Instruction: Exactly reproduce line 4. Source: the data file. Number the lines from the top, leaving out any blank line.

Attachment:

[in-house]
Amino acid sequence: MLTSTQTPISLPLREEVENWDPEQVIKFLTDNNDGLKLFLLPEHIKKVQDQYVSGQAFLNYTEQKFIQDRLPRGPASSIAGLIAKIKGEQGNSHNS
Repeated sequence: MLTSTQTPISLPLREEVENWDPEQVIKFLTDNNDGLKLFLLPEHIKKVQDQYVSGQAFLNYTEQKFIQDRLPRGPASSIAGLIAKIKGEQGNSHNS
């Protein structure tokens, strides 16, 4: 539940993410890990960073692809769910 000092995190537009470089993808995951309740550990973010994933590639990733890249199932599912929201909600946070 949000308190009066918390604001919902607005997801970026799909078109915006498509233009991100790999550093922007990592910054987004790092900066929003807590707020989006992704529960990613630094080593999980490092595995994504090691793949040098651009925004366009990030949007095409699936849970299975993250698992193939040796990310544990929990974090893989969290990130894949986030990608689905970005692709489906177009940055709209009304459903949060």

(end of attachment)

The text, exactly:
């Protein structure tokens, strides 16, 4: 539940993410890990960073692809769910 000092995190537009470089993808995951309740550990973010994933590639990733890249199932599912929201909600946070 949000308190009066918390604001919902607005997801970026799909078109915006498509233009991100790999550093922007990592910054987004790092900066929003807590707020989006992704529960990613630094080593999980490092595995994504090691793949040098651009925004366009990030949007095409699936849970299975993250698992193939040796990310544990929990974090893989969290990130894949986030990608689905970005692709489906177009940055709209009304459903949060």